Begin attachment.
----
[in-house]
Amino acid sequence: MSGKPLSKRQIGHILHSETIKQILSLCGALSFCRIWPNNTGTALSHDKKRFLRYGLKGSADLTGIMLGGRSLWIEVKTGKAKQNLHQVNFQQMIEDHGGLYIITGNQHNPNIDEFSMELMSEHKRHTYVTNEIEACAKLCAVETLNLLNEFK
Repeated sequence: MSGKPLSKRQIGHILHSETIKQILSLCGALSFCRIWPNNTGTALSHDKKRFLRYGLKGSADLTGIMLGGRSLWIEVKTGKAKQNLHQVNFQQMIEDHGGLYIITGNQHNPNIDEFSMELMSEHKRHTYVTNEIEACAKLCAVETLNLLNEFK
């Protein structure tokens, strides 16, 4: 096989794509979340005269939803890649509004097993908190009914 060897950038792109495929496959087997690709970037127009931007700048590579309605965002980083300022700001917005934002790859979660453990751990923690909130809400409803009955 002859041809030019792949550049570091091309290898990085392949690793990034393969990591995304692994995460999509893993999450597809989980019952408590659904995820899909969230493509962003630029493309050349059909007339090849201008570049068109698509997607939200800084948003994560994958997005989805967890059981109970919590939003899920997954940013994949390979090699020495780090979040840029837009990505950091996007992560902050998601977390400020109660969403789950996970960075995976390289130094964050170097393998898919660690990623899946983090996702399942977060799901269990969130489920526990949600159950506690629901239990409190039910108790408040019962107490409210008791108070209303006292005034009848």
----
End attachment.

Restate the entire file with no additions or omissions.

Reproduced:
[in-house]
Amino acid sequence: MSGKPLSKRQIGHILHSETIKQILSLCGALSFCRIWPNNTGTALSHDKKRFLRYGLKGSADLTGIMLGGRSLWIEVKTGKAKQNLHQVNFQQMIEDHGGLYIITGNQHNPNIDEFSMELMSEHKRHTYVTNEIEACAKLCAVETLNLLNEFK
Repeated sequence: MSGKPLSKRQIGHILHSETIKQILSLCGALSFCRIWPNNTGTALSHDKKRFLRYGLKGSADLTGIMLGGRSLWIEVKTGKAKQNLHQVNFQQMIEDHGGLYIITGNQHNPNIDEFSMELMSEHKRHTYVTNEIEACAKLCAVETLNLLNEFK
């Protein structure tokens, strides 16, 4: 096989794509979340005269939803890649509004097993908190009914 060897950038792109495929496959087997690709970037127009931007700048590579309605965002980083300022700001917005934002790859979660453990751990923690909130809400409803009955 002859041809030019792949550049570091091309290898990085392949690793990034393969990591995304692994995460999509893993999450597809989980019952408590659904995820899909969230493509962003630029493309050349059909007339090849201008570049068109698509997607939200800084948003994560994958997005989805967890059981109970919590939003899920997954940013994949390979090699020495780090979040840029837009990505950091996007992560902050998601977390400020109660969403789950996970960075995976390289130094964050170097393998898919660690990623899946983090996702399942977060799901269990969130489920526990949600159950506690629901239990409190039910108790408040019962107490409210008791108070209303006292005034009848």